A rare three-way contest for Position 2 on the Ridgefield school board pits a home-grown, 12-year incumbent against a first-time candidate and a more recent Clark County newcomer in the August 16 primary election.
Wendi Morris, 42, graduated from Ridgefield High in 1987. She’s one of five daughters raised by tree farmer Bruce Wiseman, a longtime Port of Ridgefield commissioner and former Ridgefield National Wildlife Refuge project leader. Morris, mother of three Ridgefield students, has served on the board since 1999.
She’s challenged by Joe Vance, a commercial litigation attorney with seven children — six now in school, ranging from third to 12th grade — who settled in the district in 1998. Vance, 43, is a Prairie High School graduate and works at the Miller Nash law office in Vancouver.
The other hopeful is Brad Bauges, chief executive officer for Columbia Credit Union, who was hired away from a Texas credit union in 2010.
Vance has no knock against Morris, but said he hopes to offer fresh blood and problem-solving skills. He said he worries the usually well-performing district is resting on its laurels.
“When we first moved to Ridgefield, the schools were one of the most attractive things; a great reputation,” Vance said. He and his wife, Lori, recently served on a committee that selected elementary school math curriculum, he said.
Now, he sees many “bright, talented kids coming out of great families” who choose to look elsewhere for programs or options Ridgefield lacks, he said.
“It hurts for those left behind. I don’t think that’s good for the community. It’s not good for the schools. When you’ve got a high reputation, you’ve got to keep ahead of it,” he added.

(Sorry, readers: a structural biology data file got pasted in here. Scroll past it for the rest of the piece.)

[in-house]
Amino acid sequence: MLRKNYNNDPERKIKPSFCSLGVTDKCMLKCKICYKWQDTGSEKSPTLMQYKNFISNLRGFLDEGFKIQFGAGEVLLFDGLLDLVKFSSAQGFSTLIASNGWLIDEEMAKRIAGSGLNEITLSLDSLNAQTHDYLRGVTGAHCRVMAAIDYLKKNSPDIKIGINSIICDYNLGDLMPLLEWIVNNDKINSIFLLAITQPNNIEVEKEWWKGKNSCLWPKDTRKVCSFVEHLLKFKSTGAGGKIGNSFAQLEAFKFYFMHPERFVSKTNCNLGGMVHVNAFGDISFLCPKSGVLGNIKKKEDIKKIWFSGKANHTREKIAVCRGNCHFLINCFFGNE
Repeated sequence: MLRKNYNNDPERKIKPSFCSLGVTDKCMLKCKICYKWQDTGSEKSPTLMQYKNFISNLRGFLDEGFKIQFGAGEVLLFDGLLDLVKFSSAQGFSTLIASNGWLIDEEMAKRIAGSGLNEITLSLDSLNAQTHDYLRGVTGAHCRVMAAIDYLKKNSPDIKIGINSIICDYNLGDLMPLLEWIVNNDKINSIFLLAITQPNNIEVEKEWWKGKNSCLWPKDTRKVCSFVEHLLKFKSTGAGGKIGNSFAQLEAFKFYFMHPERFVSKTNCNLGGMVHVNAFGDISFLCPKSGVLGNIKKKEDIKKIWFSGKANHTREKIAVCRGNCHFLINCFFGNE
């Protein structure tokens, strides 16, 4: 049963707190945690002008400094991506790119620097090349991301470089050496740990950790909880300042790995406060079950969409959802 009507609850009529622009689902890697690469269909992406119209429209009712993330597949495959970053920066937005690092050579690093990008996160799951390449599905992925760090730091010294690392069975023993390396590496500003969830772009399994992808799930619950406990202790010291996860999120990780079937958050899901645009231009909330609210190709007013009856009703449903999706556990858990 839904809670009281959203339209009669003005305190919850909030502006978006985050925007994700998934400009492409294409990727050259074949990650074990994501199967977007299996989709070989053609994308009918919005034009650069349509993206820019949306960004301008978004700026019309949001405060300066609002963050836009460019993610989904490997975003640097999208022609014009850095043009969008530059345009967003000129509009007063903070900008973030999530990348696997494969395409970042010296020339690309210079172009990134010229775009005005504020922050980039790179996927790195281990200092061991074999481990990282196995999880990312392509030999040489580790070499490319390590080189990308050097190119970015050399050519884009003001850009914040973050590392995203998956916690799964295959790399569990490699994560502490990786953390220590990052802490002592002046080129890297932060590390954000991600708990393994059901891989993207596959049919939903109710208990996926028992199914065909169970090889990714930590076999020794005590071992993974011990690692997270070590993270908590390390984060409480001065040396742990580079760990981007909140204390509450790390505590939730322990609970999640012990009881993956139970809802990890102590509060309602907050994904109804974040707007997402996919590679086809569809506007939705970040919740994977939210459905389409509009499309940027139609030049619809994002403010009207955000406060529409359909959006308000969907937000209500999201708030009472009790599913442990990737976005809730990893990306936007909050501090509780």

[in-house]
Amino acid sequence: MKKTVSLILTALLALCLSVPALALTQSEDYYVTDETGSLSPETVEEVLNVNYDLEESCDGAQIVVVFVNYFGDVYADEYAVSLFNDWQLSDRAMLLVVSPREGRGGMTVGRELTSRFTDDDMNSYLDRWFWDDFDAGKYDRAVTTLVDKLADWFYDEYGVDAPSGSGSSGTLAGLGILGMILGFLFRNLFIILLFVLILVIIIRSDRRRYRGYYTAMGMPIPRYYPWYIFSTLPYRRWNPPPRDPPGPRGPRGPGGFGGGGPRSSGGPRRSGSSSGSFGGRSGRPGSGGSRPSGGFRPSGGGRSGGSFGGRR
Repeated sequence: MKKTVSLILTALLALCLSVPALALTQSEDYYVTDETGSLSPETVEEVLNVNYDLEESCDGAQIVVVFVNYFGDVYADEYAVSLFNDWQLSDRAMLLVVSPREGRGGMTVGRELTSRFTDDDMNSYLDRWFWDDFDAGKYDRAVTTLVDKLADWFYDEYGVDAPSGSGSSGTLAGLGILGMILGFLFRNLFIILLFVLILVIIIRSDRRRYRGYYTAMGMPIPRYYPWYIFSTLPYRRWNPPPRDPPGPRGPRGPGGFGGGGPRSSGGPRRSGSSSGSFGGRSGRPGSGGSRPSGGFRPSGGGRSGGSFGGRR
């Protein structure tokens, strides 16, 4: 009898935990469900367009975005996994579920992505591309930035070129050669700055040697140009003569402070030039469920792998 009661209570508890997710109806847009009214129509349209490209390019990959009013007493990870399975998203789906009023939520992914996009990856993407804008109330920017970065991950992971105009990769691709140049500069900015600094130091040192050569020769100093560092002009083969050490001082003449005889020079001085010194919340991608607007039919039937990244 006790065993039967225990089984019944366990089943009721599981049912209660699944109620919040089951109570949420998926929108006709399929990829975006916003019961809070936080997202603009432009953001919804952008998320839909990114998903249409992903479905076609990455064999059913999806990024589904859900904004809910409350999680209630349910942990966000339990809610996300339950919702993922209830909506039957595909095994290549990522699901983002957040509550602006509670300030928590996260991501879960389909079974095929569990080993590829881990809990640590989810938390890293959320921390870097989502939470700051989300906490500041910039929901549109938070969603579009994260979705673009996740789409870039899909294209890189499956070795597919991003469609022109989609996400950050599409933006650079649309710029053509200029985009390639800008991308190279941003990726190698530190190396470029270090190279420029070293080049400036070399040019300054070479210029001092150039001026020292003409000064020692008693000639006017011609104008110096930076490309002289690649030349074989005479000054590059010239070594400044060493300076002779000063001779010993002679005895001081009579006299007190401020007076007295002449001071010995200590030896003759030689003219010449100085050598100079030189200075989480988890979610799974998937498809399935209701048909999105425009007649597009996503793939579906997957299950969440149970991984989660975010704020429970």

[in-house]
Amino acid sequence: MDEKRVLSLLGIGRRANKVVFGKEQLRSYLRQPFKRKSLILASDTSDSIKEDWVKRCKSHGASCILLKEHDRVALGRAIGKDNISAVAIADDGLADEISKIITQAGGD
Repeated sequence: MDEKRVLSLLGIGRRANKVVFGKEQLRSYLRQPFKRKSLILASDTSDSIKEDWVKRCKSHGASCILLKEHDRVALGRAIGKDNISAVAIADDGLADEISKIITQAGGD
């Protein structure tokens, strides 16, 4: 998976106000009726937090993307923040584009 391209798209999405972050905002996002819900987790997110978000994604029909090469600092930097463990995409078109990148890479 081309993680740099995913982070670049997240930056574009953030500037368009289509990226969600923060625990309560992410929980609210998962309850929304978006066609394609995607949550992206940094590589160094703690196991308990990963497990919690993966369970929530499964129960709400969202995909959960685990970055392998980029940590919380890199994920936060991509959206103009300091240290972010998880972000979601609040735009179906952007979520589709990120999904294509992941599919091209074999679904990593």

Vance and Morris agree a construction bond to build or remodel schools to handle growth is long overdue. Voters have turned down past bond measures, stoking “a perception the community just doesn’t care,” he said.
Vance backs the latest modest bond proposal to fund remodeling projects at several schools. “I wish the prior bond (request) would have passed, because we’re only going to pay more later.”
He said he has the tools to help Ridgefield tackle budget stress, state and federal mandates, and other “more sophisticated problems.”
“I just think my education and work experience give me an ability to look at issues, look at problems, and come up with solutions,” said Vance, who sits on the Boys & Girls Clubs of Southwest Washington board and is a past Vancouver Symphony board member.
Morris acknowledged that about 200 students leave Ridgefield schools each year.
“Primarily, it’s program-driven, but it’s also a function of proximity,” she said. Students in the district’s south end live closer to Vancouver, and their parents might also work there, she said. It’s a partial blessing, since it eases further overcrowding in Ridgefield, she adds. A bond measure tentatively planned for February would help solve those ills, Morris said.
Facility woes are a priority; student learning, even more so, she said. “We really have to stay focused. We have a strong administrative team and people to take us to the next level,” she said.
Morris said Ridgefield is well-positioned to ride out tough economic times, thanks to foresight that has helped the district avoid layoffs. She counts herself as an asset in that effort. “I’ve been on this board so many years now, I have that history (and) perspective. It’s a value,” she said.
“I do it because I love the town, I love the school district. My kids are here, and I think it’s important,” she said. As Ridgefield’s senior board member, she said she wants to stay and “keep adding value, which I think I do.”
Repeated attempts over several days by The Columbian to reach Bauges for an interview went unanswered.